Darwin’s Dinner Clubs of the 19th Century

Wednesday 27 November 6.00 - 8.00pm

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Macleay Museum, Gosper Lane,
The University of Sydney


Join the Macleay Museum’s senior curator, Jude Philp and Greg Murrie, PhD candidate in History, for an entertaining evening exploring 19th century eating habits.

Eating his way through (natural) history: Charles Darwin’s dinner club.

Charles Darwin went from being an exploratory eater in youth to a timid consumer in later life. Join the Macleay Museum’s senior curator, Jude Philp and Greg Murrie, PhD candidate in History, for an entertaining evening exploring 19th century eating habits—from the adventurous omnivore, Charles Darwin, to the mystical vegetarians, Anna Kingsford and Edward Maitland.

Dr Jude Philp has been the senior curator at the Macleay Museum for the past 8 years. Prior to this she worked in the anthropology divisions at the Australian Museum and the Museum of Archaeology and Anthropology, University of Cambridge UK (where she also undertook her PhD).

Her research centres on 19th century anthropology and the material culture of Torres Strait Islanders and south-east coastal peoples of Papua New Guinea. Through the diverse Macleay collections Jude’s interests in nineteenth century science have expanded to take in an enormous variety of materials.

For the last three years her research has concentrated on the particularities of the commerce and practitioners of scientific taxidermy in Australia in the 19th century – exploring the insides and outsides of these extraordinary facsimiles of living animals. Jude is passionate about making museum collections accessible to cultural custodians and the interested public alike and to this end is involved in repatriation, digitisation and cross-disciplinary projects.

Victorian Vegetarians: Wowsers, Cranks, Progressives or Visionaries?

Greg Murrie, PhD Candidate. My PhD thesis explores the triangular relationship between animal rights’ thought and practice (specifically looking at the cases of vegetarianism and anti-vivisectionism), evolutionary theories (from Erasmus Darwin to Henri Bergson) and radical and alternative religious movements (Bible Christianity, Deism, theosophy, spiritualism) in Britain from the time of the French Revolution to the end of World War I. It is a truism that Darwinian thought reshaped conceptions of the relationship between the “human” and the “animal,” but to date comparatively little attention has been given to the role that earlier evolutionary theory (back to the time of the French Revolution) played in this transformation, and to the role of radical religious thinkers in this (Deists, for example) who were in the vanguard of evolutionary speculation. This amicable relationship between evolutionary theories and radical and alternative religious thought continued throughout the nineteenth century and beyond. In addition to the commonly held conception of the nineteenth-century conflict between science and religion, an alternative story can be told of the nineteenth-century British alliance between radical and alternative religious thought and evolutionary theories, and the involvement of both in the reshaping of human perceptions of our relationship with other animals.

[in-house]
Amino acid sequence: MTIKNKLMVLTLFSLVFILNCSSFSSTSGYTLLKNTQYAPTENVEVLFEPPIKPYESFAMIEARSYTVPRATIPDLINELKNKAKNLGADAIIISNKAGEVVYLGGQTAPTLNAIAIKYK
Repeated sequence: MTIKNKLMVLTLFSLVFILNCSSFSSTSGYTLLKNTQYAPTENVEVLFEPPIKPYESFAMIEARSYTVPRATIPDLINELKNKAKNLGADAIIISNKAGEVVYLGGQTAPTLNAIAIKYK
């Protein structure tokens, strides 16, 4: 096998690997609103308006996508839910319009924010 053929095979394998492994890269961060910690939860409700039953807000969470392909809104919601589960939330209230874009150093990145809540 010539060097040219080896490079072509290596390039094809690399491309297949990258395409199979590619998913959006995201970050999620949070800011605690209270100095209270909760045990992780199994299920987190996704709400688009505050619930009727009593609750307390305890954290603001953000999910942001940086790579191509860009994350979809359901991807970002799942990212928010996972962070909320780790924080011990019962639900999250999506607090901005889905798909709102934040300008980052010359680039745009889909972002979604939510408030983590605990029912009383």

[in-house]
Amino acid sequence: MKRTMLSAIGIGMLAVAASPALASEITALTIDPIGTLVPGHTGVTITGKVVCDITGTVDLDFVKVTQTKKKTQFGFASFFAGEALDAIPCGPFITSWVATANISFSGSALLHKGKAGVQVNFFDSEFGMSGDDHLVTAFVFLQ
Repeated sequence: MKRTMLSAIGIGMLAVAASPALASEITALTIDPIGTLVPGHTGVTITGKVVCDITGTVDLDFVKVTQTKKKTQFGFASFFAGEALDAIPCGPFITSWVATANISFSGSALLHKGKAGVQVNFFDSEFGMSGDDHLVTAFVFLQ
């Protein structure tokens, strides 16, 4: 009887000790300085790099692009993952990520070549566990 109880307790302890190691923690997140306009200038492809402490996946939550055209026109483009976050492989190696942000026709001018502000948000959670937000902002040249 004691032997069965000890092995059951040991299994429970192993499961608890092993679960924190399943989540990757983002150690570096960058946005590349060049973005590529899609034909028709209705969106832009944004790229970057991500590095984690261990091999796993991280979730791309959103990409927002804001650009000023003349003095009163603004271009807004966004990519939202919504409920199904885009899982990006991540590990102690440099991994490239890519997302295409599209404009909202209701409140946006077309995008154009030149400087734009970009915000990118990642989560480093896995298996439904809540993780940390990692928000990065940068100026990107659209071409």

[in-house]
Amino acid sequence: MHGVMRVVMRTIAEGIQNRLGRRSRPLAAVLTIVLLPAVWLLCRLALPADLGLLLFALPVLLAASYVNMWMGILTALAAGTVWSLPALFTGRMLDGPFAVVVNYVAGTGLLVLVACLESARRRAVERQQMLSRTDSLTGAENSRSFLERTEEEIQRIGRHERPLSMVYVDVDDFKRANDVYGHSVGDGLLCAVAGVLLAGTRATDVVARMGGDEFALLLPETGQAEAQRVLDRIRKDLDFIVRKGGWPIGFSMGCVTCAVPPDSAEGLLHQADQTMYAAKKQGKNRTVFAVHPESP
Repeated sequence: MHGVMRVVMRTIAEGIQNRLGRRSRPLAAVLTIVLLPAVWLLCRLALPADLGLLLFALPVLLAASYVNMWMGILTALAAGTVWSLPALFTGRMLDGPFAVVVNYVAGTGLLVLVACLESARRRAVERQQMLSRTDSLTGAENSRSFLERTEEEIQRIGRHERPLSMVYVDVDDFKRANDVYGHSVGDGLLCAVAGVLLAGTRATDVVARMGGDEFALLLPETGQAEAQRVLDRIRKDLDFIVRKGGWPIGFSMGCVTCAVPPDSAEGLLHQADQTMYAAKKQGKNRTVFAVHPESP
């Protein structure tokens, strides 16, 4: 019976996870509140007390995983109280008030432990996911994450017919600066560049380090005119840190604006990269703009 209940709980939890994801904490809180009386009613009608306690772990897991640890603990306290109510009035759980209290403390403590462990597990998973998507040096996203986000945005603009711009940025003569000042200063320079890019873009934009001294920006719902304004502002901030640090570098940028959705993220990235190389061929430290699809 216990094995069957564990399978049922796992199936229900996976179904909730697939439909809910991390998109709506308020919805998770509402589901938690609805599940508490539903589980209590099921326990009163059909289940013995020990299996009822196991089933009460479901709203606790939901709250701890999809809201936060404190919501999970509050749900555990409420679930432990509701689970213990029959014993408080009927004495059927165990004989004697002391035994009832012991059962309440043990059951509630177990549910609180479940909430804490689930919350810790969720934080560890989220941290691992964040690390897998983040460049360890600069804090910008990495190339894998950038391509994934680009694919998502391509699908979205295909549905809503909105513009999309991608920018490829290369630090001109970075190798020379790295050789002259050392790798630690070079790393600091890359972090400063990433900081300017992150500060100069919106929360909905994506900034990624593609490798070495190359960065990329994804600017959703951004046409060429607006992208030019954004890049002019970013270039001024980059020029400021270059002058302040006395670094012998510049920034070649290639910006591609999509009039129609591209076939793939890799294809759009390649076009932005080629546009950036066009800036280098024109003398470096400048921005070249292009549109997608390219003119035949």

Image of: Dasypus-novemcintus (Armadillo)